The main thing which is going to improve relations between the United States and Muslims around the world is first of all when we make it clear that we have created a framework of cooperation and that our cooperation will not simply be based on one or two issues such as violent extremism, and that the United States makes it clear that we recognize that this is an issue where Muslims reject violent extremism and terrorism. That is the first step. But another step will be to really show results in a number of areas and those include working towards solving the political conflicts. The United States is working to get out of Iraq and the same thing we can say about Afghanistan. The United States is working tirelessly on a solution with the parties involved on the Middle East issue, but we’ve also implemented programs in the area of education where we’ve increased exchanges, in the area of health, we’re working on polio eradication, we’ve cooperated before Hajj on H1N1.  The President just held an entrepreneurship summit as you know, and we have many forums for interfaith dialogue. So we think that as we continue to develop these areas and Muslims and all people around the world see progress, then we’ll have a good basis for restoring positive relations.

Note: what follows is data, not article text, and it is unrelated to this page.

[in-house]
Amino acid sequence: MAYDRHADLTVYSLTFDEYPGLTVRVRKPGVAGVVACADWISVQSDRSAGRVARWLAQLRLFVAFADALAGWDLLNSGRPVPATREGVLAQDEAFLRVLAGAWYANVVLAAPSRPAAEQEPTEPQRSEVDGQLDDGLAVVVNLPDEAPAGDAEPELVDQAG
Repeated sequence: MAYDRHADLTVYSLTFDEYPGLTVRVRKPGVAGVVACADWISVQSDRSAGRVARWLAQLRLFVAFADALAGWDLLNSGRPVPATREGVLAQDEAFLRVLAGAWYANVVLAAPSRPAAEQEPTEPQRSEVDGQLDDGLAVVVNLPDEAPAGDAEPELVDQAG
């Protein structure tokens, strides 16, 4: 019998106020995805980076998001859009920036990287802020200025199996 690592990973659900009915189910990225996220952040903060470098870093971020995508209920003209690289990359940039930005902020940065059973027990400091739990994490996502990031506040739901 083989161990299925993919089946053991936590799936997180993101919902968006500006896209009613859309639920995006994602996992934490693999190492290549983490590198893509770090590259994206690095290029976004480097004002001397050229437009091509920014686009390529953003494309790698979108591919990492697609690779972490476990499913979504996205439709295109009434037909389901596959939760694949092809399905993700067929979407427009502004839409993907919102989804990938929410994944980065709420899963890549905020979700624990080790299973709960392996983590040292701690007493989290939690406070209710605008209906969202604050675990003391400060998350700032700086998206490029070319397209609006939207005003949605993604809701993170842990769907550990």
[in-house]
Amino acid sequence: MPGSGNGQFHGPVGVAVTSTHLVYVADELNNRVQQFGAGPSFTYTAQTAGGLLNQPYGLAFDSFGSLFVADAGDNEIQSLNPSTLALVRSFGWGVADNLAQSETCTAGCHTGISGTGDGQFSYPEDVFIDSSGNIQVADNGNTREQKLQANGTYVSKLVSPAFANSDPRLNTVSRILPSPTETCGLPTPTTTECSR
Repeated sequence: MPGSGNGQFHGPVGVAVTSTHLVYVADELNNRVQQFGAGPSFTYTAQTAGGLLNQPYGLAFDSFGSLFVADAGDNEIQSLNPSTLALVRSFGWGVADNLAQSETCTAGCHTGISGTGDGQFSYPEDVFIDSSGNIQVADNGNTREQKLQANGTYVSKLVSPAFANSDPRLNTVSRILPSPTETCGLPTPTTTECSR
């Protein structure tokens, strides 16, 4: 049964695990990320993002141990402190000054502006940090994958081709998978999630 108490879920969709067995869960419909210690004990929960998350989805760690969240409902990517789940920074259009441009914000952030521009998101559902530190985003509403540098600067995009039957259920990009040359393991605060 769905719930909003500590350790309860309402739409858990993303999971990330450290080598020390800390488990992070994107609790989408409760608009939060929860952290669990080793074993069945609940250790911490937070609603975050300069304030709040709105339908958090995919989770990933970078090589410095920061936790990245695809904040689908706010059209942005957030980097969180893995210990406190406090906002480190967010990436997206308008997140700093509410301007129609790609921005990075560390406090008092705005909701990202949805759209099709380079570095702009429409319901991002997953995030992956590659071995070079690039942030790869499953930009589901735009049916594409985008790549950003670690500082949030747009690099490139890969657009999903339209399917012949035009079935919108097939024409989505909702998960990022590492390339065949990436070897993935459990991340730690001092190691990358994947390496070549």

Do all Muslims really reject “violent extremism and terrorism”? Why isn’t Hussain making a pitch to defend Muslims, who are the primary victims of Islamic terror? And is the message for Afghanistan — recall that we are now in the business of reassuring President Karzai — really like the one for  Iraq, i.e., that we are “getting out”?

But it is his answer on Sami Al-Arian that remains the most questionable:

You know in that case that I said very clearly on the panel that I wasn’t commenting on any of the specific allegations on him but I was making a comment about the process that was used in that case. And I think that in many of the cases which I’ve talked about, for example Chaplain Yee, the case of Brandon Mayfield, that the outcomes that have resulted in the United States, for example in both of those cases resulting in the two that were accused of being freed for example, that the justice system has fairly resolved the outcome in those cases. And I think that in America we have one of the most — we have the most just and process-oriented legal systems in the world, and I am very confident that we’ll continue in this way and we’ll continue to produce just outcomes.